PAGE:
English Fashions

Walking Dress

     Hat of lilac, satin, lined with white, and ornamented under the brim with two bows of narrow lilac gauze ribbon; also at the back, with very wide ribbon of the same, and a bouquet of heart's-ease. Dress of crimson gros de Naples, trimmed with a deep fur of marte Zibeline: around the neck a collerette of lace. Cape, which is cut into points at the shoulders, boa, and muff, are of the same fur as the trimming.

Carriage Dress

     Hat of white satin, lined with lilac, and ornamented inside with white gauze ribbon cut in vandykes; the back tastefully trimmed with blonde and flowers. Pelisse of pea-green gros de Naples, fastened in front with four bows of the same material: cape of ermine fur, which is fastened inside the belt. Two rows of narrow ermine trim the front of this pelisse, so as to form what is called le tablier, and another of the same width nearly surrounds the skirt above the hem; manchettes of fine cambric embroidered in vandykes. Belt of the same material as the pelisse; brooch and buckle of pale silver: boots of pea-green prunella.

Opera Dress

     Hat of pale blue tulle, rather low on the left side, and ornamented over that side of the brim with rich gauze ribbon; on the right side, which is much more raised, are placed white ostrich feathers, under the brim, and fastened by a gauze ribbon crossed over the forehead. A dress of blue gauze arranged in full folds over the bosom, and fastened in the center by an emerald Sevigne. Around the bust a quilling of narrow blonde; rich figured blonde sleeves, fastened at the wrists with handsome worked gold bracelets. Cloak of olive black levantine silk, lined with white gros de Naples A very deep cape, cut in vandykes, and edged with rich fringe of the same colour: a small falling collar, cut also in vandykes, and edged with fringe.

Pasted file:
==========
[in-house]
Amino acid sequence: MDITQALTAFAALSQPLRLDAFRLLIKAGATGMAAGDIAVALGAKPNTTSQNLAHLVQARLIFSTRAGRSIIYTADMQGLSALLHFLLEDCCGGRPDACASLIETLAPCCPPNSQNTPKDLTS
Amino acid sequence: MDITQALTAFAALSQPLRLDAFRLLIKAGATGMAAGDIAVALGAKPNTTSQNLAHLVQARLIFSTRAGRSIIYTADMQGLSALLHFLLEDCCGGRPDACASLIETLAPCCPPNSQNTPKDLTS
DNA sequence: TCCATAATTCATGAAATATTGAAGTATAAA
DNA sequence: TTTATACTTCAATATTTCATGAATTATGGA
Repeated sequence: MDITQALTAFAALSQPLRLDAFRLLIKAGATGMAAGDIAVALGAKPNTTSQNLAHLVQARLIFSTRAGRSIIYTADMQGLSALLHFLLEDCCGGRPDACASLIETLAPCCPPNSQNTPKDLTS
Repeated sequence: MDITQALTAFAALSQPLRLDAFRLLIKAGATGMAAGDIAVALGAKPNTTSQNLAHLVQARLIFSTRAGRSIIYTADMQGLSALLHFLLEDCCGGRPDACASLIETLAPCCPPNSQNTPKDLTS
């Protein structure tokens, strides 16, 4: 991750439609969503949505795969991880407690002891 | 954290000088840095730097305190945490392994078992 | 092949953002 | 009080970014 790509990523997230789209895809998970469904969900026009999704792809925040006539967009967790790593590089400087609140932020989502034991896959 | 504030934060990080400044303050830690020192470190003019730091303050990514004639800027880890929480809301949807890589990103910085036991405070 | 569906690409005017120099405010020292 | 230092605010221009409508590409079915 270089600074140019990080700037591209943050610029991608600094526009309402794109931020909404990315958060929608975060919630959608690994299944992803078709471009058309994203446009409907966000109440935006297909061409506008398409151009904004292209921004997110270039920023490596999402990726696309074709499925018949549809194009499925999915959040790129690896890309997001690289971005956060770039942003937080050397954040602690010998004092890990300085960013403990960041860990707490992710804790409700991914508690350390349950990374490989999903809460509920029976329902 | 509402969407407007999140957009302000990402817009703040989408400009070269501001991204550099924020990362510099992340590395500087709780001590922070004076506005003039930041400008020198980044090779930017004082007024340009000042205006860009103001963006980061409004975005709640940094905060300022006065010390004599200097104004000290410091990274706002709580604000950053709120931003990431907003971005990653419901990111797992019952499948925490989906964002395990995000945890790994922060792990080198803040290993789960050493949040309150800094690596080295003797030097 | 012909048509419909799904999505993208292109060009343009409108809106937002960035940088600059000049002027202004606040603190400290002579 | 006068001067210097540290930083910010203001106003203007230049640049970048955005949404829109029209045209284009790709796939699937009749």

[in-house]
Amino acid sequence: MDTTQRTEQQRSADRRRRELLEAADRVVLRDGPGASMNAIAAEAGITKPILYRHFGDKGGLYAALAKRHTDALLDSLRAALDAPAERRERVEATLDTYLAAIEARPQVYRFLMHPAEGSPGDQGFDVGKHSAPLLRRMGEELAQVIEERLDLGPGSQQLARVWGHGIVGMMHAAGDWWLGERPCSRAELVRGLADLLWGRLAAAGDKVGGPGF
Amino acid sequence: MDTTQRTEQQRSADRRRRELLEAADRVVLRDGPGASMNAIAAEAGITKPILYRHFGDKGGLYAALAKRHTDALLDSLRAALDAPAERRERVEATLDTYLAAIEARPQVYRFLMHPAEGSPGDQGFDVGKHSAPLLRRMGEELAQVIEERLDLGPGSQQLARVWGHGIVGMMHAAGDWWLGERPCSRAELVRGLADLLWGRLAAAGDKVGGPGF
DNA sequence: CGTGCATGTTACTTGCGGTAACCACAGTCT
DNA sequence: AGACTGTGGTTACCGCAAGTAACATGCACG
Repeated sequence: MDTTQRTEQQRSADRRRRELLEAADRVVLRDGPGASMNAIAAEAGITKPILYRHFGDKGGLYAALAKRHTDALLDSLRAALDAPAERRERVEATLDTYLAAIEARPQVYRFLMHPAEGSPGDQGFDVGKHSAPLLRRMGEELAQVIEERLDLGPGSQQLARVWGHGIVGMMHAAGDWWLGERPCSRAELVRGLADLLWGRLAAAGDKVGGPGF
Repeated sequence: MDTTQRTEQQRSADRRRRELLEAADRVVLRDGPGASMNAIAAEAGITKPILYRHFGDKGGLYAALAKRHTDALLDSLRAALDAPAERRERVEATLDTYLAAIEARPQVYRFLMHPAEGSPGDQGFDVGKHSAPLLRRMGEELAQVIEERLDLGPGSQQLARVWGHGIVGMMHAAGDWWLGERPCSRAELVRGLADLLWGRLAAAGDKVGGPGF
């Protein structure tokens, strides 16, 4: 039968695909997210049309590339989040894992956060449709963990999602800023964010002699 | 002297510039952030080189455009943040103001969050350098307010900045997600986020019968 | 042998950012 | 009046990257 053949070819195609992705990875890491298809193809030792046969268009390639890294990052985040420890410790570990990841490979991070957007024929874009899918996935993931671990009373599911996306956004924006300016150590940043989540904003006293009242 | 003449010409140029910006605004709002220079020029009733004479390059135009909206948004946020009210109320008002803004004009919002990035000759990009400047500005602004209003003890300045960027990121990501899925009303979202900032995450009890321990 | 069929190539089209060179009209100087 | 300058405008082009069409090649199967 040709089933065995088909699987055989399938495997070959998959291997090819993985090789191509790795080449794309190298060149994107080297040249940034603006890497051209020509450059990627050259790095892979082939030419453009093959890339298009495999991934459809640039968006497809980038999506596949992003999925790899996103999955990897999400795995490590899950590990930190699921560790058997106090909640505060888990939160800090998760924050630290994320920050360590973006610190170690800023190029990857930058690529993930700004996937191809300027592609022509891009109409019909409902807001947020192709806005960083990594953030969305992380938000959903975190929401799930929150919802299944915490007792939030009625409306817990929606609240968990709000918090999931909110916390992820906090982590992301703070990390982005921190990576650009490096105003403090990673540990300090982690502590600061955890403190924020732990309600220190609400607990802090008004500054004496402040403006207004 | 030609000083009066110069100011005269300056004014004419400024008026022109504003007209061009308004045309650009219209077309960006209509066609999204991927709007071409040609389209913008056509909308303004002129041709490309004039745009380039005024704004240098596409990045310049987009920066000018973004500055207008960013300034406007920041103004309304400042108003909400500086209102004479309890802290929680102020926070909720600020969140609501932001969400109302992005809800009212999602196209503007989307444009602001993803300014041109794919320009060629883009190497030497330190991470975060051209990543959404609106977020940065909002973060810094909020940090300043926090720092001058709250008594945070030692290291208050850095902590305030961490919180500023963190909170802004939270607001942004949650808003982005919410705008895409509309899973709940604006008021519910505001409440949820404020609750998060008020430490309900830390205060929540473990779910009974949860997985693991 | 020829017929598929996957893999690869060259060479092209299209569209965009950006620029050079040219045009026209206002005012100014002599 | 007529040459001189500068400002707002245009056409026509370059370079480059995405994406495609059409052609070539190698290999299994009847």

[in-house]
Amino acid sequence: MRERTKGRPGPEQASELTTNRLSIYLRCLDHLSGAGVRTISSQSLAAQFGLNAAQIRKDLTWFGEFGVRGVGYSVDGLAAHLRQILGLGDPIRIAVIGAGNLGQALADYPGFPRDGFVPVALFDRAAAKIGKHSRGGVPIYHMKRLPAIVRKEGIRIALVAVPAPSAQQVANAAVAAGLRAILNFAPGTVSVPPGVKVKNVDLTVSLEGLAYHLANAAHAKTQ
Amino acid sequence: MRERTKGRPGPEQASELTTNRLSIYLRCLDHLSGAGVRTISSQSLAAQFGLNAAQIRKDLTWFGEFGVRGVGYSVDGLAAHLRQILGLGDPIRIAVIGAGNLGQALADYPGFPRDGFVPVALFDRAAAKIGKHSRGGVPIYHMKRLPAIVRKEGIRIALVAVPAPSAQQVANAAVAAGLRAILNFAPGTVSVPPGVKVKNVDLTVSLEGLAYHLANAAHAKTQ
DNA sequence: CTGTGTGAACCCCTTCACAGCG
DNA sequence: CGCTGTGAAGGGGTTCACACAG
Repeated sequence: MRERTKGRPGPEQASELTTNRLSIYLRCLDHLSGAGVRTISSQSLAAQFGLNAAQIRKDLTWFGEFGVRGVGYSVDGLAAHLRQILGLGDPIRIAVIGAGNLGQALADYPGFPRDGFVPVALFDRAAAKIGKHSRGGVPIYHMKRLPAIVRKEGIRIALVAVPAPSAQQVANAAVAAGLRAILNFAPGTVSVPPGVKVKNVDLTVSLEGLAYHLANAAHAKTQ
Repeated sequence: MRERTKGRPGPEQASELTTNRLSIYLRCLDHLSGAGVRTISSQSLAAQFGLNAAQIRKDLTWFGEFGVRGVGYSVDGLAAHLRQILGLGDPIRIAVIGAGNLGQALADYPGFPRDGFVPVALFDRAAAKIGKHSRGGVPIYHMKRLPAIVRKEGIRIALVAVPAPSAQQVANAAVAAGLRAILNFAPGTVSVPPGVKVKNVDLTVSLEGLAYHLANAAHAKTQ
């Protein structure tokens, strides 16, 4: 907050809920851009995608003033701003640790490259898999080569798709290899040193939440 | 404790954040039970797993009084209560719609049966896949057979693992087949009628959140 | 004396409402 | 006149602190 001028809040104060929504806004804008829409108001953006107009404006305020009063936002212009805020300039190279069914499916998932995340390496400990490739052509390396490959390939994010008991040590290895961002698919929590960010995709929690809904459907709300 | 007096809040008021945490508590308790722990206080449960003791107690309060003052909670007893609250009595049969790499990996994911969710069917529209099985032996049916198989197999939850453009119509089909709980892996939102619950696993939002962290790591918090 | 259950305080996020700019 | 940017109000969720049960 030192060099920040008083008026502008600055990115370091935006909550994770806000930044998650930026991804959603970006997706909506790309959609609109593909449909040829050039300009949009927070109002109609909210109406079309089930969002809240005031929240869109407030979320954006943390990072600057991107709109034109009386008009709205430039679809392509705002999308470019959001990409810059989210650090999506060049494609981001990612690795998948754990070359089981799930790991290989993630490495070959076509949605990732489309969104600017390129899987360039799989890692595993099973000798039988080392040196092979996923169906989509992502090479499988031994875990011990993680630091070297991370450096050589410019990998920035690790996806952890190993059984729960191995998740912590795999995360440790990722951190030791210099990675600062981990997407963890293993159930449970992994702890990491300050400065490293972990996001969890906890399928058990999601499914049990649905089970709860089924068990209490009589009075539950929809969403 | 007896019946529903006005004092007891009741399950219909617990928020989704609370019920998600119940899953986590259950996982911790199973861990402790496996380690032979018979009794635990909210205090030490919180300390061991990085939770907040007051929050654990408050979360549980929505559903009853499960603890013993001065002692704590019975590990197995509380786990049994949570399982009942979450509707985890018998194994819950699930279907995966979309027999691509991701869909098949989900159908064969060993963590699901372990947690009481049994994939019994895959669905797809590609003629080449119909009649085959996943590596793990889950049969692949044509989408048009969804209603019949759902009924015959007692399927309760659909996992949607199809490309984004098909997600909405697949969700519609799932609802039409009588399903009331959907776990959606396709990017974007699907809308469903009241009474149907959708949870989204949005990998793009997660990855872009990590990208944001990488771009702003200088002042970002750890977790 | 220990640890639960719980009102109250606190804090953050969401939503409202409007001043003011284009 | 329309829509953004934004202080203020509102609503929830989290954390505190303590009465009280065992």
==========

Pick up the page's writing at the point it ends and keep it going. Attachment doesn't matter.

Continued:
Evening Dress

     Hat of rich plum coloured velvet, very broad on the right side, where it is ornamented under the brim with white gauze ribbon, cut in vandykes: it narrows to the left side, which has scarcely any brim, and is ornamented fully with three white ostrich feathers, tastefully disposed. Dress of pink gros des Indes, or gros d'liver. The corsage arranged in folds, and made to cross from right to left; cape epaulettes of the same material as the dress, cut in vandykes, from beneath which appears an ornament composed of satin and gauze, formed by a square piece, one end of which is cut into three or four long points; and the other end, which is fastened under the fall, is gathered and drawn. Around the bust a quilling of narrow blond; very wide sleeves, composed of white tulle, over lesser ones of white satin: at the knees is a fall with larger vandykes, connected by a circular cut, but, in other respects, corresponding with the cape and epaulettes. The ornament, as well as the vandyke, are on a larger scale; and on the left side a double ornament is placed above the fall, with the points upwards. The brooches, buckles, and bracelets, are of real stones, or enamelled in colours. Both the cape epaulettes and the trimming at the knees are varied in form; but some rich trimming is invariably used to project from under the falls.